I finally finished building my two new yuppie A-frame poultry houses a few weekends ago. I made one for chickens, with nest boxes and doors in the back for collecting eggs. The other one is just a plain night house. The two new houses are on the left, fully roofed; and the older, half-wire house is on the right.
I have the five duck hatchlings growing in the half-wire house. I bought some day-old Rhode Island Red chicks at the local feed store. I considered mail-ordering some, but have read a lot of the hatcheries are back-ordered quite a bit, and I was convinced I only needed a few. The feed store’s order was arriving right after I finished the houses.
I figured I only wanted about a dozen chickens, max, but asked for fifteen, figuring on some mortality. After I paid, the cashier said, “oh, you qualify for six free chicks based on the amount you spent today.” Ok, so now I have 21 chickens, and naturally, zero mortality! I think once you get them out of that mass-production environment into a roomy, warm pen with very accessible food and water, their individual odds of survivial go way up. Plus, I got there soon after their order had arrived, so got “fresh” chicks, and picked the most vigorous ones. I kept them in the house for the first several days until they were well established.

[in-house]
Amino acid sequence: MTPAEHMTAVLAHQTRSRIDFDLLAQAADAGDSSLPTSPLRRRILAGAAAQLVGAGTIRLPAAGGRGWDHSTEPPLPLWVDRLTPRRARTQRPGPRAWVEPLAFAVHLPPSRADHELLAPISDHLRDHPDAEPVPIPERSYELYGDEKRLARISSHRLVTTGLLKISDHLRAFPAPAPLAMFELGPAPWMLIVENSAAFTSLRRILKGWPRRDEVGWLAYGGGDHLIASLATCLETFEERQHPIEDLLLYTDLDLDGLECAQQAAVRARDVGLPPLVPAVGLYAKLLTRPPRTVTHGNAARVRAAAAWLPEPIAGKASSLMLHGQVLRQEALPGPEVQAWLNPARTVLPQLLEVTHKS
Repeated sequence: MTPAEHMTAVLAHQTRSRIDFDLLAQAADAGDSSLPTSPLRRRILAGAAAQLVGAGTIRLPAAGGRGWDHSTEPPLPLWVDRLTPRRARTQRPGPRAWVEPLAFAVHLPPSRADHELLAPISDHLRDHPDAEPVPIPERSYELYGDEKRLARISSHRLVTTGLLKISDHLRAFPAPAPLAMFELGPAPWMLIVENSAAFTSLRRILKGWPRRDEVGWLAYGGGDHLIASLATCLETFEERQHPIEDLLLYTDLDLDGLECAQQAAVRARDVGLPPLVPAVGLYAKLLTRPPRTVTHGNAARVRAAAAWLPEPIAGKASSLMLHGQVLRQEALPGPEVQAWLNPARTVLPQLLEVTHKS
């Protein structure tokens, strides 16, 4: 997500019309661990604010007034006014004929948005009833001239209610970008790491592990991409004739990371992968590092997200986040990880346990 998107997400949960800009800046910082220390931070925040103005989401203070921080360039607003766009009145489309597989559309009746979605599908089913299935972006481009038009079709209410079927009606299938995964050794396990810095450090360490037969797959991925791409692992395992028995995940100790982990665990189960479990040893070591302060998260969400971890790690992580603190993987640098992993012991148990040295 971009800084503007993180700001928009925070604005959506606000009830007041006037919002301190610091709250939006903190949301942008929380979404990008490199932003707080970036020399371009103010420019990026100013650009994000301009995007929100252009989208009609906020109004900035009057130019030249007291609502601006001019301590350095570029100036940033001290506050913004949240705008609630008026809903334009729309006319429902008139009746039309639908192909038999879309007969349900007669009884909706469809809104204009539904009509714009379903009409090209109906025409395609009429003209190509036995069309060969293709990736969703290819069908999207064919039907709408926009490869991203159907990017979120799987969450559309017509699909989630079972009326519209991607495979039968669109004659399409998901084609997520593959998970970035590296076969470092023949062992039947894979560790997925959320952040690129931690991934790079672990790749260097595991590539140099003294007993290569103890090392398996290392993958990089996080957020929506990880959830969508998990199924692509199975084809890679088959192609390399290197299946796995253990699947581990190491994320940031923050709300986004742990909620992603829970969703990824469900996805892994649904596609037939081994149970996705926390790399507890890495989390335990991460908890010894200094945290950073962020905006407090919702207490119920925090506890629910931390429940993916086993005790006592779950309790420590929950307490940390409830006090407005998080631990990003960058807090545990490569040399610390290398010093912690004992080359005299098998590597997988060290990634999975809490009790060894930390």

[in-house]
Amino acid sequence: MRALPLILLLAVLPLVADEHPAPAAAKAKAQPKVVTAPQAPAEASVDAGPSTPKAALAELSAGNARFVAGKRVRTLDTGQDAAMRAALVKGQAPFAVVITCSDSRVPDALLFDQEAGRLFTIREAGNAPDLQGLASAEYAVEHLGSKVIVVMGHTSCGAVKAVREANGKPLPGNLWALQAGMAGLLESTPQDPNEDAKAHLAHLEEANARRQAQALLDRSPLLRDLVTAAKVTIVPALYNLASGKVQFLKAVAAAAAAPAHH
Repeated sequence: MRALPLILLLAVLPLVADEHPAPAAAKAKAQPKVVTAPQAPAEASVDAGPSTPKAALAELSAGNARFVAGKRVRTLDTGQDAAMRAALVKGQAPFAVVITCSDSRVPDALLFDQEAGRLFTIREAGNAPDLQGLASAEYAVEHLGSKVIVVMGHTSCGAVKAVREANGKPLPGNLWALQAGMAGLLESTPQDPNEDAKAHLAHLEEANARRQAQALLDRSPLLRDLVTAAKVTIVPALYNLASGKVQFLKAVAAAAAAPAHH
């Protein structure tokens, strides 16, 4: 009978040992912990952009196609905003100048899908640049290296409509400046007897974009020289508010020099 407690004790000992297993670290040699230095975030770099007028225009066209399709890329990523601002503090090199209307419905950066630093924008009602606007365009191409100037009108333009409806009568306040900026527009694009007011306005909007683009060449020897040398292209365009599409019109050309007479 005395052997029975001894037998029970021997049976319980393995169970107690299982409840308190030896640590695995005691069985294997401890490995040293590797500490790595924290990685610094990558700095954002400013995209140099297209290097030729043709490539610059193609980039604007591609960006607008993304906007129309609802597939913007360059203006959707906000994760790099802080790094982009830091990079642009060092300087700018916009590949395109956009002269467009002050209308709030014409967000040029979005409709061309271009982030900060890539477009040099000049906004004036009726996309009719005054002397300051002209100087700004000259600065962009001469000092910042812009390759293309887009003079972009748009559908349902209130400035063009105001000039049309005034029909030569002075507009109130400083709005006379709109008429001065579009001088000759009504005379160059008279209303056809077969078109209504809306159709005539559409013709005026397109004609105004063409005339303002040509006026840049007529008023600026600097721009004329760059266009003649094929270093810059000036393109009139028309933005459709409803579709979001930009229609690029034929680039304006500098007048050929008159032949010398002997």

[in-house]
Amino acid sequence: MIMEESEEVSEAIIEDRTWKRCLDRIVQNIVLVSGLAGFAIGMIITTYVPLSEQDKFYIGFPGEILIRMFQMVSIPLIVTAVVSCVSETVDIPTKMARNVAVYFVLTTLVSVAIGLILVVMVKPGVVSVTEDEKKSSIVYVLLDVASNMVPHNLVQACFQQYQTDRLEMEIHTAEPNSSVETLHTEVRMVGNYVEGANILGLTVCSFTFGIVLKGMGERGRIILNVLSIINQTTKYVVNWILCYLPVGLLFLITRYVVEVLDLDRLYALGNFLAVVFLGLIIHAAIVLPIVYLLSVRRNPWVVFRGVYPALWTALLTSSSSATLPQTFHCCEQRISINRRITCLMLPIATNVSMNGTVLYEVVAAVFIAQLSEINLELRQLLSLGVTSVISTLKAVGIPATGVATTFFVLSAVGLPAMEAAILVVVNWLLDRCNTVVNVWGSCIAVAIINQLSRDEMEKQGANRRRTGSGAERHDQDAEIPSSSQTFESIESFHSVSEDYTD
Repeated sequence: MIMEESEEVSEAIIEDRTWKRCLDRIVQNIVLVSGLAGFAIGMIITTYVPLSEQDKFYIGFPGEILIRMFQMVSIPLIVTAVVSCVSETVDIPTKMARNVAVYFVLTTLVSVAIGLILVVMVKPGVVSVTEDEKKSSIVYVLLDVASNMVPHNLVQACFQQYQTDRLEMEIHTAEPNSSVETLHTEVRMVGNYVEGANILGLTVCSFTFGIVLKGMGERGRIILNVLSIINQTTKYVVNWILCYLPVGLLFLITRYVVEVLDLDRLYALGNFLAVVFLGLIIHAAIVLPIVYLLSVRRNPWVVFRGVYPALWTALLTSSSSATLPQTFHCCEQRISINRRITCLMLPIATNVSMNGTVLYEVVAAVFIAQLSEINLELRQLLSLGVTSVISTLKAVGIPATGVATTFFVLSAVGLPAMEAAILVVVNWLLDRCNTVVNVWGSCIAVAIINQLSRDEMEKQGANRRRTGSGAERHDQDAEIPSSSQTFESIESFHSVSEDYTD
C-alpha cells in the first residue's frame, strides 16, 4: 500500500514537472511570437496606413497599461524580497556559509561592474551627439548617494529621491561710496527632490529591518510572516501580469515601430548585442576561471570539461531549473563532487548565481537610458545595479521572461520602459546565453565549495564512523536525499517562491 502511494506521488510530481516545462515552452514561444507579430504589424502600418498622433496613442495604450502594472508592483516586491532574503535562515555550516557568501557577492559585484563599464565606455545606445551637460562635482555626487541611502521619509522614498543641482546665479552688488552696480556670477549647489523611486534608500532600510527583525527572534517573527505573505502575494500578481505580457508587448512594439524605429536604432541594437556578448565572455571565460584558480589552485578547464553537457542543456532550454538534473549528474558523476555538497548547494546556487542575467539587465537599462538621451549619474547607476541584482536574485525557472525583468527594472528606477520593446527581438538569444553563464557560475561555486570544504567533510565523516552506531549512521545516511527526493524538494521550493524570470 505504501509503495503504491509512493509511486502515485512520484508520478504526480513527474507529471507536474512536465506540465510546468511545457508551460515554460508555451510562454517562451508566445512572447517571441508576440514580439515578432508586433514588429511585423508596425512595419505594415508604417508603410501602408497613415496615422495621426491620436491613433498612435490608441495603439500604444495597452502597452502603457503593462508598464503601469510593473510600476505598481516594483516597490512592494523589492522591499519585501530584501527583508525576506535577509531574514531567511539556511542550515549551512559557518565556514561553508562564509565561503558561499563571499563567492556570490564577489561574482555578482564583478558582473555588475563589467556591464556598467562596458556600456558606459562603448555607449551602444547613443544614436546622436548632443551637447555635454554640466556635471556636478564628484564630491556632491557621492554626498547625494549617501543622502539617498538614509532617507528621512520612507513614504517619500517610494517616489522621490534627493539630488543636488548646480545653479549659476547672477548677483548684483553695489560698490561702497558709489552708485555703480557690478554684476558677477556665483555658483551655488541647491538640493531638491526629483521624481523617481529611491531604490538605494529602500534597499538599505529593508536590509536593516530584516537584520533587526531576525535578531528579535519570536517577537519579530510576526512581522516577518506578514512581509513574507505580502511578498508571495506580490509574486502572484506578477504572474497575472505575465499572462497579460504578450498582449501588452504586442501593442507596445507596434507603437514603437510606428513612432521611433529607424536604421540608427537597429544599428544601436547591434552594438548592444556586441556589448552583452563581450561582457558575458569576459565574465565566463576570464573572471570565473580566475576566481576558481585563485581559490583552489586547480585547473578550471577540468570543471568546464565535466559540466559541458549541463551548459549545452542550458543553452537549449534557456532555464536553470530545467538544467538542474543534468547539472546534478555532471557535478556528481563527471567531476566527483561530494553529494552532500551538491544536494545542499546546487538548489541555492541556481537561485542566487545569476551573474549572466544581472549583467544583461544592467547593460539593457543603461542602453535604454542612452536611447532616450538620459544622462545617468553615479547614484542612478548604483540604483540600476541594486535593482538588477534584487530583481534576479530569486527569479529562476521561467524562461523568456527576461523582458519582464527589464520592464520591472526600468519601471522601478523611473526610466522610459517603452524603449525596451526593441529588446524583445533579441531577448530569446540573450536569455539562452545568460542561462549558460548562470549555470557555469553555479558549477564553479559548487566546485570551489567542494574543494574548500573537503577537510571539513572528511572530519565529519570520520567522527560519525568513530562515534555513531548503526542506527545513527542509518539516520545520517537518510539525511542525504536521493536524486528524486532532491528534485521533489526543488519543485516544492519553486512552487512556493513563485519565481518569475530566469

This was a pullet order, but I’m sort of hoping there will be a screw-up and at least one rooster in there, as I’d like fertile eggs. If not, I can buy one later. But these gals are a start, this fall, we should be able to start enjoying fresh chicken eggs, to augment the duck eggs. When they get a little bigger, I’ll teach them to range during the day, but go back into their house at night.